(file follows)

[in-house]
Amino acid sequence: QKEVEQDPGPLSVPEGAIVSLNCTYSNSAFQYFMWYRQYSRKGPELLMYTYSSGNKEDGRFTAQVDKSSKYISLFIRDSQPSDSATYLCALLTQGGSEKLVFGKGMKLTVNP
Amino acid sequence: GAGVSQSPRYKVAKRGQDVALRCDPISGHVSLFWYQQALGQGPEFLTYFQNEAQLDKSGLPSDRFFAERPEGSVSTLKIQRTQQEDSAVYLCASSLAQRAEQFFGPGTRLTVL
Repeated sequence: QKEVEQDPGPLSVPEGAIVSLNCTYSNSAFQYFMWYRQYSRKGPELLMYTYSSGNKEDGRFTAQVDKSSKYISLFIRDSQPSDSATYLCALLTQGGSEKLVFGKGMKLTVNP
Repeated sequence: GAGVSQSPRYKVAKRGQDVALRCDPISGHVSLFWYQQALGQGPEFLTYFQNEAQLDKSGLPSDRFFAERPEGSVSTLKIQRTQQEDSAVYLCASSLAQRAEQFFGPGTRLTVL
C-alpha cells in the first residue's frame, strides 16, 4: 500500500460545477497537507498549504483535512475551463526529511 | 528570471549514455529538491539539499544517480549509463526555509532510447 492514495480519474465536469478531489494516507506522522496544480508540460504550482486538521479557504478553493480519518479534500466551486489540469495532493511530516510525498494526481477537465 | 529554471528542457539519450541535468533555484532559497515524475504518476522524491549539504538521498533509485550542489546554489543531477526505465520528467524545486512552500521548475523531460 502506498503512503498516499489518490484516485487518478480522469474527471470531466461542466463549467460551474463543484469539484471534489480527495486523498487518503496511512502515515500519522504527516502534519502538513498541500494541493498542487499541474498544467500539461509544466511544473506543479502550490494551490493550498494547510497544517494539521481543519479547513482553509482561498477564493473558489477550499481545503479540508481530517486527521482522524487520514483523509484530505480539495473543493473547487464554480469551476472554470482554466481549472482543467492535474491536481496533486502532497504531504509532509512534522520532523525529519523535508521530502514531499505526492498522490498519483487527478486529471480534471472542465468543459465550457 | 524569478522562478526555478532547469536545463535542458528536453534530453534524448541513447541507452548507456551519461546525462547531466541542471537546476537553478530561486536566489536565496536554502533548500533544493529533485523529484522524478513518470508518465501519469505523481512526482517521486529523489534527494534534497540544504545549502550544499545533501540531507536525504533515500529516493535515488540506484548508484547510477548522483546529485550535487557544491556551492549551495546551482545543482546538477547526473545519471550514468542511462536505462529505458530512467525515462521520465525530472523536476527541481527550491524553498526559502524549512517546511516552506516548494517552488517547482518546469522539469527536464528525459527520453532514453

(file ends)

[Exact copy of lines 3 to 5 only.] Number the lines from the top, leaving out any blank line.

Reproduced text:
Amino acid sequence: GAGVSQSPRYKVAKRGQDVALRCDPISGHVSLFWYQQALGQGPEFLTYFQNEAQLDKSGLPSDRFFAERPEGSVSTLKIQRTQQEDSAVYLCASSLAQRAEQFFGPGTRLTVL
Repeated sequence: QKEVEQDPGPLSVPEGAIVSLNCTYSNSAFQYFMWYRQYSRKGPELLMYTYSSGNKEDGRFTAQVDKSSKYISLFIRDSQPSDSATYLCALLTQGGSEKLVFGKGMKLTVNP
Repeated sequence: GAGVSQSPRYKVAKRGQDVALRCDPISGHVSLFWYQQALGQGPEFLTYFQNEAQLDKSGLPSDRFFAERPEGSVSTLKIQRTQQEDSAVYLCASSLAQRAEQFFGPGTRLTVL